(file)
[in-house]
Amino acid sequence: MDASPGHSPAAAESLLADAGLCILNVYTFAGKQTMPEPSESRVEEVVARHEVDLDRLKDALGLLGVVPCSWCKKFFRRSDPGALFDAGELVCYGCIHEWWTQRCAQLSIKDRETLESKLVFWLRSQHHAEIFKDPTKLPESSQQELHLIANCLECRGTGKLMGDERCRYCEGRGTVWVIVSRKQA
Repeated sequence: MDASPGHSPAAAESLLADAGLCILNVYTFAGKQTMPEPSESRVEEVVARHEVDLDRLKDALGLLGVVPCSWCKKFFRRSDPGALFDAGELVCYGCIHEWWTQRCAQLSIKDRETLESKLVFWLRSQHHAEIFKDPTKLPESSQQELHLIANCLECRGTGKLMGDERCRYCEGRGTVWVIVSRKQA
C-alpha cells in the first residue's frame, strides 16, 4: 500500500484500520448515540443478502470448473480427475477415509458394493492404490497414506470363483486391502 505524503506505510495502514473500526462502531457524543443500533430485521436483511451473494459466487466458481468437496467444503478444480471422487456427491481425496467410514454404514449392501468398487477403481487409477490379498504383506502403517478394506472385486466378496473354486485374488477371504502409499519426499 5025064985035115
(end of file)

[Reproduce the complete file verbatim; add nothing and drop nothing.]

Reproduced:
[in-house]
Amino acid sequence: MDASPGHSPAAAESLLADAGLCILNVYTFAGKQTMPEPSESRVEEVVARHEVDLDRLKDALGLLGVVPCSWCKKFFRRSDPGALFDAGELVCYGCIHEWWTQRCAQLSIKDRETLESKLVFWLRSQHHAEIFKDPTKLPESSQQELHLIANCLECRGTGKLMGDERCRYCEGRGTVWVIVSRKQA
Repeated sequence: MDASPGHSPAAAESLLADAGLCILNVYTFAGKQTMPEPSESRVEEVVARHEVDLDRLKDALGLLGVVPCSWCKKFFRRSDPGALFDAGELVCYGCIHEWWTQRCAQLSIKDRETLESKLVFWLRSQHHAEIFKDPTKLPESSQQELHLIANCLECRGTGKLMGDERCRYCEGRGTVWVIVSRKQA
C-alpha cells in the first residue's frame, strides 16, 4: 500500500484500520448515540443478502470448473480427475477415509458394493492404490497414506470363483486391502 505524503506505510495502514473500526462502531457524543443500533430485521436483511451473494459466487466458481468437496467444503478444480471422487456427491481425496467410514454404514449392501468398487477403481487409477490379498504383506502403517478394506472385486466378496473354486485374488477371504502409499519426499 5025064985035115